Continuing Education: Quelling Gastroesophageal Reflux Disease

By Williamson, John D; Wyandt, Christy N | Drug Topics, December 16, 2002 | Go to article overview

Continuing Education: Quelling Gastroesophageal Reflux Disease


Williamson, John D; Wyandt, Christy N, Drug Topics


Wyeth

TRENDS IN PHARMACY AND PHARMACEUTICAL CARE

Digestive diseases affect between 60 million and 70 million people in the United States each year but result in fewer than 250,000 deaths (< 1%). Nevertheless, digestive diseases are responsible for approximately 13% of all hospitalizations, account for approximately 14% of all diagnostic and therapeutic procedures, and are the genesis of more than 50 million physician visits, resulting in a cost exceeding $100 billion annually. Therefore, although digestive diseases are rarely fatal, the time, energy, and costs devoted to the diagnosis and treatment of these diseases are significant.

There are many different categories of digestive disorders. One of the most prevalent and costly digestive disorders is gastroesophageal reflux disease (GERD). Over the past few decades, a substantial shift has occurred in the epidemiology of digestive disorders, to where GERD and gastric ulcers in older persons are now more common than duodenal ulcer disease, once the predominant digestive disorder. This shift is more than likely a reflection of the discovery and treatment of H. pylori infections, the predominant cause of duodenal ulcers in young persons, and an increase in the use of nonsteroidal anti-inflammatory drugs (NSAIDs), especially in the elderly.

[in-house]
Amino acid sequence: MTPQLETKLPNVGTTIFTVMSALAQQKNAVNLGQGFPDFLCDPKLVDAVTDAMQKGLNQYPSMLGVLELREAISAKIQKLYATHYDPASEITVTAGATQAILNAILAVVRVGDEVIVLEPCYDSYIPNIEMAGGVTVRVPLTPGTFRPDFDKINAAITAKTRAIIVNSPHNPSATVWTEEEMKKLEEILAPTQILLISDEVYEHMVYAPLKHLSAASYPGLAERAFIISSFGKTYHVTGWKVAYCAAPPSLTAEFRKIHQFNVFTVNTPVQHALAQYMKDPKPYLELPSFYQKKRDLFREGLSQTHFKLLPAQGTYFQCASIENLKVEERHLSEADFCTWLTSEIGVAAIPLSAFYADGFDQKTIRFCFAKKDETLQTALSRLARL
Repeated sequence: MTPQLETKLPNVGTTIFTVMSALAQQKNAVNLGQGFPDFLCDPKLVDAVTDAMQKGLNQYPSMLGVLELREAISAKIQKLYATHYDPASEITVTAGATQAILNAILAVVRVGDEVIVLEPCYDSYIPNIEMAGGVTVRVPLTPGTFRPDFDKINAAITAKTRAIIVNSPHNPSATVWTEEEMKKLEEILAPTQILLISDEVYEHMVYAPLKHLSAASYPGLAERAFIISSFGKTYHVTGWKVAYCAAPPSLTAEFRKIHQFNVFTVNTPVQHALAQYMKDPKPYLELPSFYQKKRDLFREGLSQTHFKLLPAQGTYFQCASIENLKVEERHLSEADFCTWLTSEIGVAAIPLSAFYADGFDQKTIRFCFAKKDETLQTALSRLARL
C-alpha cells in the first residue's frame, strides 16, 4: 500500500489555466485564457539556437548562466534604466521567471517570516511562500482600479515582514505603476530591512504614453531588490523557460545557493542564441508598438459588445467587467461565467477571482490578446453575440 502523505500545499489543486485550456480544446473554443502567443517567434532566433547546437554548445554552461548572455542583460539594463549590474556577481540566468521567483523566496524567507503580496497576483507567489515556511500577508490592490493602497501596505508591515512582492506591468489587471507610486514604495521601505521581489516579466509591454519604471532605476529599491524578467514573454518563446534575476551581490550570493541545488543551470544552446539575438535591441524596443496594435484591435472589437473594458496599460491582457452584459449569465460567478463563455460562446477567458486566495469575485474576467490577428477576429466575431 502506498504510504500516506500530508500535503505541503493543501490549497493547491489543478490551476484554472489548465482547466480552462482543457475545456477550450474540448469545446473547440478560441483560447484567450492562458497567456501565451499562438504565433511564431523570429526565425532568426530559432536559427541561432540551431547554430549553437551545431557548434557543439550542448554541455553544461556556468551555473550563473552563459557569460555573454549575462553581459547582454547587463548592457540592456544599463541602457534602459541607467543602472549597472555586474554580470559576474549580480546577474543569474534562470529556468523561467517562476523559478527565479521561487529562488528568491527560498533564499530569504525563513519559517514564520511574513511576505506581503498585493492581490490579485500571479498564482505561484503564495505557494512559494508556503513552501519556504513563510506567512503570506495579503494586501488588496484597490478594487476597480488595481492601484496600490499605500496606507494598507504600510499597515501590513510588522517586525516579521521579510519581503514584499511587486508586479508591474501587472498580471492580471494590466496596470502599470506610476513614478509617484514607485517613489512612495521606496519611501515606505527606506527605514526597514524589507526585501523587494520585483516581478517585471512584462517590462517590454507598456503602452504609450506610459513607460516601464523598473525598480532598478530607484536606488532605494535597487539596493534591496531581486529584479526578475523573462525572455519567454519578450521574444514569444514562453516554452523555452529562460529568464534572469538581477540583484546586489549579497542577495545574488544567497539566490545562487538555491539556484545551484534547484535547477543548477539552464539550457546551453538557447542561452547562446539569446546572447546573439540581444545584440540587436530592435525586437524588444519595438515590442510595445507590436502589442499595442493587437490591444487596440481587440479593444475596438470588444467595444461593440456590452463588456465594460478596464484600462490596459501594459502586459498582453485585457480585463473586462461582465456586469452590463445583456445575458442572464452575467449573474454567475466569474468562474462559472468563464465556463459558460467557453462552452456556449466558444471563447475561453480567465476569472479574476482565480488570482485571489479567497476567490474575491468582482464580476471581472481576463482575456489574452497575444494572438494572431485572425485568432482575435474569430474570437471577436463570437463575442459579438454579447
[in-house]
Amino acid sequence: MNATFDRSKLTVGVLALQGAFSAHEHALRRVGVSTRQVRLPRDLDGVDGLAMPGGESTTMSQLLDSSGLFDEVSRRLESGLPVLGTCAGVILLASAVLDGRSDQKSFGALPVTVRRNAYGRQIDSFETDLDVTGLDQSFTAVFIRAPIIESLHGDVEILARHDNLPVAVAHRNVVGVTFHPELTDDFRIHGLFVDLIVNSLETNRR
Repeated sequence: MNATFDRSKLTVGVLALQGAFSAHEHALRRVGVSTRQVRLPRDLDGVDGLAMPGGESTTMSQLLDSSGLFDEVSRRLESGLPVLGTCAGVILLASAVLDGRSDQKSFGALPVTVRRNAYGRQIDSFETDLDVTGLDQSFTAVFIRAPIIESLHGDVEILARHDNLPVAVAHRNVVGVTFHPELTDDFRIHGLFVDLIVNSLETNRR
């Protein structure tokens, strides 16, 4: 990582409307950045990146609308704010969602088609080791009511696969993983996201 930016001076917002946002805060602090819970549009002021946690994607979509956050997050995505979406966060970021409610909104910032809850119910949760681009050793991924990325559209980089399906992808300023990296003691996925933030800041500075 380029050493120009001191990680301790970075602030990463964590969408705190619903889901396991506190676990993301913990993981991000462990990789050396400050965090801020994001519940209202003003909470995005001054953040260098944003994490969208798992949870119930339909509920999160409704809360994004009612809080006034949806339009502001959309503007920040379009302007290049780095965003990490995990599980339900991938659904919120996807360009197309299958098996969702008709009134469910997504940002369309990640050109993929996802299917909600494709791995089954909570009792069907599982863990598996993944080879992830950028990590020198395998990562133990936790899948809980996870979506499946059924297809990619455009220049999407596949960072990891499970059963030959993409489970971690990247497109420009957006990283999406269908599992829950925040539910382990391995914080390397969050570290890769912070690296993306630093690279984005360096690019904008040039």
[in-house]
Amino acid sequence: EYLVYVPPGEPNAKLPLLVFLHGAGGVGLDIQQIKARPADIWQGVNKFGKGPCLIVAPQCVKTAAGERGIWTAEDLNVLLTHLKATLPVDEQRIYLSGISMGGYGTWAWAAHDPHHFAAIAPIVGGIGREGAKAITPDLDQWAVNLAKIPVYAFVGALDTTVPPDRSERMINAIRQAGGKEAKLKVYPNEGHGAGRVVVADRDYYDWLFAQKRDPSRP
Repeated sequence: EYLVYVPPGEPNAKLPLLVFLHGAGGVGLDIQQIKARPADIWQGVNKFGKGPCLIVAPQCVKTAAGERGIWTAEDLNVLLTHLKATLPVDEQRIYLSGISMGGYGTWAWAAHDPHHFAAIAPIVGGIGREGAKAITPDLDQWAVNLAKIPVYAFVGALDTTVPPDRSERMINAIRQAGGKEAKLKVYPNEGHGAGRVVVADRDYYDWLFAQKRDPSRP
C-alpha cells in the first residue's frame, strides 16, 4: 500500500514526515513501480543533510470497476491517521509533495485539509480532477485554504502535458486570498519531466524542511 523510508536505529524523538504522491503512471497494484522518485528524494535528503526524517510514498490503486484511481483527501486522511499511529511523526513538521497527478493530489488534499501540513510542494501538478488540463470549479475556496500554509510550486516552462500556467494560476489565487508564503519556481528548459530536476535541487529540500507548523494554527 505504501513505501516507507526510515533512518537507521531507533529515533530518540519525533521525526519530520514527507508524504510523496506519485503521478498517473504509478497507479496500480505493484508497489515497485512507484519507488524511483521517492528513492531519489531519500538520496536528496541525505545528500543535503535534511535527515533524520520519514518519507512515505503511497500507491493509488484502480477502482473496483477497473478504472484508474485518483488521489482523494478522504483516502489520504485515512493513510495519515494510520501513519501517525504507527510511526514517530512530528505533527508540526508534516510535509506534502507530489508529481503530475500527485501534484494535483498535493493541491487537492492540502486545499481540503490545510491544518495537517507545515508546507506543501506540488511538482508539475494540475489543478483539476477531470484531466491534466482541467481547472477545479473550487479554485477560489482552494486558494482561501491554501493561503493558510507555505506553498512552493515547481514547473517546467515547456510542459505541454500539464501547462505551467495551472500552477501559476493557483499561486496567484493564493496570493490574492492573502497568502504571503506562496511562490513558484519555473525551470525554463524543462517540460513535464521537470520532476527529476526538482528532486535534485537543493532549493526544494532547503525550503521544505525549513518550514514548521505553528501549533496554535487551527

A major contributor to the overall costs of acid-related GI disorders, GERD can significantly affect an individual's normal daily activities and productivity but is rarely life threatening. GERD occurs when the lower esophageal sphincter (LES)-the muscle connecting the esophagus with the stomach-becomes inappropriately weak or relaxed and allows fluid from the stomach contents to "reflux" into the esophagus. As the acidic reflux material comes in contact with the unprotested epithelial cells of the esophagus, it produces the pain sensation referred to as heartburn or acid indigestion. It is important to point out that it is normal to experience occasional heartburn and acid indigestion, and that, in general, it is only when the frequency of reflux condition goes well beyond the "occasional bouts" that it is referred to as GERD. Heartburn and indigestion are only symptoms of GERD.

Risks and occurrence